How delightful is it that we have filmmakers like Alex de la Iglesia and movies like “Witching And Bitching” being released every couple of years? This madcap horror comedy is the typically insane genre gumbo that de la Iglesia regularly puts together for his (unfortunately shrinking!) fanbase, replete with religious blasphemy, slapstick comedy, bawdy sex and inspired, watery gore. To not feel even a minor kick from “Witching And Bitching” as it veers wildly from one plot thread to the next is to be truly dead inside.
The picture opens with what looks like the beginning of a bad standup comedy bit: a gold-skinned Jesus and a Green Army Man attack a jewelery store and rob them of their baubles. In the middle of the square, the two of them are clad in what amounts to mascot gear (they share space with a Spongebob Squarepants) before staging their siege. The comedic shock upon seeing a young boy assisting them in the robbery is compounded by the hostages discovering that painted-Jesus Jose (Hugo Silva) is actually employing his son in the robbery. A back-and-forth ensues, where they attempt to give advice to Jose on how to raise his own child. It's not his fault, as he holds the shotgun while claiming it's the only way he'll get to spend time with his son.
A large chunk of the first act plays out like this, with Jose and Antonio (Mario Casas) bickering with their kidnapped driver Manuel (Jaime Ordóñez) about the women in their life, complaints that amount to, “She's terrible because I'm a screw-up and she notices!” While Juan cares for his ten-year-old moppet of a son, his relationship with the boy's mother is so strained that when she calls his phone, her name comes up as “Armageddon.” The handsome, dim Antonio is amusingly positive about everything, but once you learn about how he happily gets emotionally abused by his girlfriend, you see a trend spotting. Amusingly, much of “Witching And Bitching” is spent on outlandish action and suspense, but a good chunk is devoted to men sitting together, making piddling complaints about getting no respect from women who don't think they've earned it.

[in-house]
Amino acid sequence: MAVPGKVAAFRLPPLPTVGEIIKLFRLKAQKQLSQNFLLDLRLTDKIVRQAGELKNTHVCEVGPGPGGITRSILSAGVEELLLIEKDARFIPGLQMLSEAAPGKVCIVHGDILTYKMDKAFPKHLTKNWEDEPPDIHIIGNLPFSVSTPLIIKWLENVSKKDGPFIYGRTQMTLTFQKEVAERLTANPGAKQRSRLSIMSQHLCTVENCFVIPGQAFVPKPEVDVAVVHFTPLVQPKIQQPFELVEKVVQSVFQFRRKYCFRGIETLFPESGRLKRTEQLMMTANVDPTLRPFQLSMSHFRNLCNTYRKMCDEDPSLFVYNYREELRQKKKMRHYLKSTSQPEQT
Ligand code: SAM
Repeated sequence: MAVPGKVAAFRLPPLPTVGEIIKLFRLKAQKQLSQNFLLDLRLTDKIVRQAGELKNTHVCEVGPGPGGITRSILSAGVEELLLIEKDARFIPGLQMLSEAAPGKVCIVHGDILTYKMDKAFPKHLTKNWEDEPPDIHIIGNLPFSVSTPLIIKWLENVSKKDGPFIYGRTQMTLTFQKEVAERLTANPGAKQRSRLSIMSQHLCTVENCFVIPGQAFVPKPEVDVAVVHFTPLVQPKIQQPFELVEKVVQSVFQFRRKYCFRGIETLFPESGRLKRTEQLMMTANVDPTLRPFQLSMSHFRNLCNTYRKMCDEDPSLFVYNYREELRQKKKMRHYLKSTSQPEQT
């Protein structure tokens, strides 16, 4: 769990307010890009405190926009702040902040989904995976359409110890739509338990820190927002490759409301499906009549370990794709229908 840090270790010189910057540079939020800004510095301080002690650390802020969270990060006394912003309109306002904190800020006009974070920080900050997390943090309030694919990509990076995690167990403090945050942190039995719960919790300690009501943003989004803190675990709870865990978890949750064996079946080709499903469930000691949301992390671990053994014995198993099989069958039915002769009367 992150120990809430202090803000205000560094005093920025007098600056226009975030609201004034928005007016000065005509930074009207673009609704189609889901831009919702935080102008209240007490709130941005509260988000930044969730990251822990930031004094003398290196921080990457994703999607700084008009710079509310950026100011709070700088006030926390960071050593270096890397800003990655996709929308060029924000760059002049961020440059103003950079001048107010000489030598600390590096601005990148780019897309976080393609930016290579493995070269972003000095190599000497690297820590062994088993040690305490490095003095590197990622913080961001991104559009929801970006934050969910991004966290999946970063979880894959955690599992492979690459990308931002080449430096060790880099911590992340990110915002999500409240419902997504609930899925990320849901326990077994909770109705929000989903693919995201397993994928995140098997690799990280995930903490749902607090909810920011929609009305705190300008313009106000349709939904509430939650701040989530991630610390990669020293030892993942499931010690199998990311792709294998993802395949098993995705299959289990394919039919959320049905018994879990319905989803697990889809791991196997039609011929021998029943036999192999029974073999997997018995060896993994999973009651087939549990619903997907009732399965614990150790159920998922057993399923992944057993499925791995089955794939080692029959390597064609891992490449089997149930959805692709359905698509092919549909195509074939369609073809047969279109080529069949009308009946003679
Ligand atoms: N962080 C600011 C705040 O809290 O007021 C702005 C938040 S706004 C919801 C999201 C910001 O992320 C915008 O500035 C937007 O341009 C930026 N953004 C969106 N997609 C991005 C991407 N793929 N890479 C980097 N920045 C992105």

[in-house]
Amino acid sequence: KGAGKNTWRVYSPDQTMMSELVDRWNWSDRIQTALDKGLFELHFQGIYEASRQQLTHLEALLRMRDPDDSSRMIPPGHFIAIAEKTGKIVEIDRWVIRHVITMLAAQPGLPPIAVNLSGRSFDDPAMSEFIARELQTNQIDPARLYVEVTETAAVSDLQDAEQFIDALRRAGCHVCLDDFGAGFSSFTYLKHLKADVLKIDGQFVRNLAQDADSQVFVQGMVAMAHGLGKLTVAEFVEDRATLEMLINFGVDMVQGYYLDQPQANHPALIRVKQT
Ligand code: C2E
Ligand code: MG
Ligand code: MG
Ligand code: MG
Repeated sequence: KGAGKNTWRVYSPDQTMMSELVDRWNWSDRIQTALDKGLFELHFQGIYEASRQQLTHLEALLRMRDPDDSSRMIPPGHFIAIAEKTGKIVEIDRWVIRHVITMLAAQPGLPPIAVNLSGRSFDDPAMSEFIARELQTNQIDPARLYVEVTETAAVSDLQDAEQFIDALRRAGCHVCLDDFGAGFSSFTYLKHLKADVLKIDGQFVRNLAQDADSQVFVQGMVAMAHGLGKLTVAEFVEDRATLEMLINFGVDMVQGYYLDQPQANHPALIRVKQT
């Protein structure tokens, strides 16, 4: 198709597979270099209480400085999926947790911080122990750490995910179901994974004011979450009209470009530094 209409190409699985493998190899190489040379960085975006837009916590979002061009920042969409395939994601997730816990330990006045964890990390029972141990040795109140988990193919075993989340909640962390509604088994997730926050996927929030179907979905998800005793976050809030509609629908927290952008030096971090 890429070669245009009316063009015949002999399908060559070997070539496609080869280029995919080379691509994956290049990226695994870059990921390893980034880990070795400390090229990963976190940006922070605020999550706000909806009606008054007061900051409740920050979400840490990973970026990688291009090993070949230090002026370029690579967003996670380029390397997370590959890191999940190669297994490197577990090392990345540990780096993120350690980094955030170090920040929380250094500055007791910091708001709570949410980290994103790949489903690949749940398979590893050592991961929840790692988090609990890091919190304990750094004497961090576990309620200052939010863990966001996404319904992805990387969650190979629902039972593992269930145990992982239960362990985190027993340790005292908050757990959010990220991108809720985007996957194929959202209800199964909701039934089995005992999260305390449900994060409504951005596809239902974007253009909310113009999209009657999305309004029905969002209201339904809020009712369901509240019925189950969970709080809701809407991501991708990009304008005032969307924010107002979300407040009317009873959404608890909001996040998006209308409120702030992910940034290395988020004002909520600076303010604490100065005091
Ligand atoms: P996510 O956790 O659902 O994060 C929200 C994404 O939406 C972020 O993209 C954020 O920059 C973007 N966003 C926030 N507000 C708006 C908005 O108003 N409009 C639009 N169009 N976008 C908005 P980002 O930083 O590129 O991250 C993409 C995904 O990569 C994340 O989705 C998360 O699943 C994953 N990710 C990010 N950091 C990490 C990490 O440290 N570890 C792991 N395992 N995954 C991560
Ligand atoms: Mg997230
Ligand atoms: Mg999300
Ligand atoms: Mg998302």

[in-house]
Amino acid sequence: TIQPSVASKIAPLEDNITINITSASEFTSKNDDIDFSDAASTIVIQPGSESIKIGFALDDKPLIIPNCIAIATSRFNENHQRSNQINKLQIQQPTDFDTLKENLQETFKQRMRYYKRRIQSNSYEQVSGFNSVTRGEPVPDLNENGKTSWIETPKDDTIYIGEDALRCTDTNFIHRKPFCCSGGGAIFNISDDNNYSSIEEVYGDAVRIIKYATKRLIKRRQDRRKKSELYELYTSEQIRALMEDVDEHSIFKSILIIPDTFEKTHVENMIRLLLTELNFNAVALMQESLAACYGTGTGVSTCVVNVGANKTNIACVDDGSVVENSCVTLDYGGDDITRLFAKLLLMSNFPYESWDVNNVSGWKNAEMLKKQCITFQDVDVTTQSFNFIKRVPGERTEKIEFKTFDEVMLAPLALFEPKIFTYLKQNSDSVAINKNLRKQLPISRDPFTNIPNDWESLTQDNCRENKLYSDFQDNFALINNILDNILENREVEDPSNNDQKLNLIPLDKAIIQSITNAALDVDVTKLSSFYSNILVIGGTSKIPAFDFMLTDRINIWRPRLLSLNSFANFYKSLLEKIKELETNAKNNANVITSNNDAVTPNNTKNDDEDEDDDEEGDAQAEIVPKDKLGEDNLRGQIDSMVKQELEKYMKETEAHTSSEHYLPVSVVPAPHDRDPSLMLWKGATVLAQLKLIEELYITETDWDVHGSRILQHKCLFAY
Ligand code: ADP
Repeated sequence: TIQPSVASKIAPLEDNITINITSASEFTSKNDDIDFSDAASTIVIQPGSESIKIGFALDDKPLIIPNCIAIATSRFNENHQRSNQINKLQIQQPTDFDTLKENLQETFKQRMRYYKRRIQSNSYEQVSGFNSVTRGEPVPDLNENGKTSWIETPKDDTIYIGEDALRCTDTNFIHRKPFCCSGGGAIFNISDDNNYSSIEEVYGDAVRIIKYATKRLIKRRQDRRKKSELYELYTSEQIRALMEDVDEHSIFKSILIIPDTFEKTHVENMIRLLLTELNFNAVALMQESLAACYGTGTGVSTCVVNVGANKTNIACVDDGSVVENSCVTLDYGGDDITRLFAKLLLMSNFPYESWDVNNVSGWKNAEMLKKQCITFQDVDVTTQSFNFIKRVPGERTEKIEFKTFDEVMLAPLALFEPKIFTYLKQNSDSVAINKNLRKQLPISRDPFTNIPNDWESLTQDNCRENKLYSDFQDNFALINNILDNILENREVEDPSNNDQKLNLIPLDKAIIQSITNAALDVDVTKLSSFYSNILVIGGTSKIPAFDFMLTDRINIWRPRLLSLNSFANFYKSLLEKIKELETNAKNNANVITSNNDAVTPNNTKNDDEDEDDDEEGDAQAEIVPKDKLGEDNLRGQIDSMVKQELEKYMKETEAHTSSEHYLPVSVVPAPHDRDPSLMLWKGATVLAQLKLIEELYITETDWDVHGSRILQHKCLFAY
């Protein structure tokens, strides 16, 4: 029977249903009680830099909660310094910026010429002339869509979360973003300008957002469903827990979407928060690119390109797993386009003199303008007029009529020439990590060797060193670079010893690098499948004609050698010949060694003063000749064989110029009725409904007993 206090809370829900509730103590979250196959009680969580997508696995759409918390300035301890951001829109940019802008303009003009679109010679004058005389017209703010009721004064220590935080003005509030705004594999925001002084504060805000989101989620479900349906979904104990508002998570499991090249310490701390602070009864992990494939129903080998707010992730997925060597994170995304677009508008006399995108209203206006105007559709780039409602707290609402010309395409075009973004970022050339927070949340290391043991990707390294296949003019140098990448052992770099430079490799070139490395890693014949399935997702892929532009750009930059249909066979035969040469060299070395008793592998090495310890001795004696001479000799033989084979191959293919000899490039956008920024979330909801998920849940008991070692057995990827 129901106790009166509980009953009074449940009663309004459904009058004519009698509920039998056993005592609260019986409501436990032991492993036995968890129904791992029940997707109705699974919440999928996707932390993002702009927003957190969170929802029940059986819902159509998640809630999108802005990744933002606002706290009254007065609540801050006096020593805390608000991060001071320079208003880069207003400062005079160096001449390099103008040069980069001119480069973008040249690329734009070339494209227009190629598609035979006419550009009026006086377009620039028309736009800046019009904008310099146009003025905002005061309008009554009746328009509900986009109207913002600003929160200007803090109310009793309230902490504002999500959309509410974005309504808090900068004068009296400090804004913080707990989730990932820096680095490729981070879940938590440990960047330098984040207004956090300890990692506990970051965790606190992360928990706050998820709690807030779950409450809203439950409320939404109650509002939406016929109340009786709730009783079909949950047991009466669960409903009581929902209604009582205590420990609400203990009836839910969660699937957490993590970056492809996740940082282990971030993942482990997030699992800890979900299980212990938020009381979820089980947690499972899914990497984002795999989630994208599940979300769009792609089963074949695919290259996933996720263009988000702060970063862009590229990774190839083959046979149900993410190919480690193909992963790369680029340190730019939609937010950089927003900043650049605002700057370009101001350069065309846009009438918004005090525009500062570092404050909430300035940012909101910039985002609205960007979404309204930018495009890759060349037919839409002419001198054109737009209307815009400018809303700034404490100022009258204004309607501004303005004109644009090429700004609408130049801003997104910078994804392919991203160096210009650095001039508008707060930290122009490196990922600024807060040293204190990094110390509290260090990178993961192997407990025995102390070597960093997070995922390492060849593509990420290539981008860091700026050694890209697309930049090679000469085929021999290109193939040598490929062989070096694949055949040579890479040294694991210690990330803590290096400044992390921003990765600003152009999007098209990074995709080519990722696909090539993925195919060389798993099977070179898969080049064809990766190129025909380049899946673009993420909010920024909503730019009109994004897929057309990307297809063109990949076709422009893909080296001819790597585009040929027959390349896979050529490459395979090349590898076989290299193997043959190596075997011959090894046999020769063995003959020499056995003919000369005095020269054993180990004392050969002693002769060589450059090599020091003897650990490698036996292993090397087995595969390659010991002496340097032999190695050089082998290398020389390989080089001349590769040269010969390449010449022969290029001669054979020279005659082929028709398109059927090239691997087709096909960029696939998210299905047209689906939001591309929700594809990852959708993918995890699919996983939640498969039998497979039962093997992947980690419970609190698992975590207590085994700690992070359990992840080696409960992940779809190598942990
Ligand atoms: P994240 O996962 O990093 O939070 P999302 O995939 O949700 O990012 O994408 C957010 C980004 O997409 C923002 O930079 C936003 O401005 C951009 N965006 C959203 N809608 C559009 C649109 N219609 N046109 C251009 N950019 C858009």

So dedicated are they to airing out minor grievances that the foursome don't realize they're in witch country. With nightfall swallowing them, and the stolen goods suddenly misplaced, they're led to a massive castle where the town's older fair maidens live. Chief amongst these is de la Iglesia's muse Carolina Bang. There are symphonies the world over that cannot play music lovely enough to capture Ms. Bang's essence. The most beautiful woman in the international cinema, this wide-eyed vision of feral eroticism plays Eva, the youngest witch, who soon grows fond of bumbling Jose as the group searches for Jose's suddenly-missing son. As the action intensifies, Eva's lupine athleticism lends itself well to a savage series of escalating Looney Tunes-level battles, as the witches reveal themselves first through comical mishaps, and soon through Lovecraftian worship of evil.
“Witching And Bitching” is a proudly silly film, the type of movie lawless enough to feature a child bound and gagged as he's pushed into a furnace, but juvenile in spirit as to allow the other characters present to showcase a comical double take reaction as if they can't decide what's really wrong with that picture. The jokes are silly throwaways in spirit, small bits of wordplay and gags about the caste system of women looking to emasculate men. The women are essentially a response to anyone (read: most of the internet) who feels so threatened by females coming together to conspire against males. Guess what, dudes? It was totally happening, and you were too busy having shit fits to notice.
Ultimately, the picture lacks the political insight of de la Iglesia's recent work, opting instead for a depiction of the battle of the sexes complete with an eternal organization of old, catty biddies who negotiate souls over tea time. Which is fine: an action-heavy third act is Raimi-esque, sending characters literally up the walls galloping after each other, before a massive CGI behemoth shows up and basically outdoes the entirety of Bryan Singer's “Jack The Giant Slayer.” It builds and builds, while Silva and Casas amusingly bicker and place blame the entire time, bringing the wrath of their captors down upon them. It's ludicrous genre fun even if you didn't take into account the properly-bewitching Ms. Bang. When she takes flight, it's almost as if the movie comes with her, building to an acrobatic finale teaming an all-powerful evil and a rather complain-y group of heroes. [A-]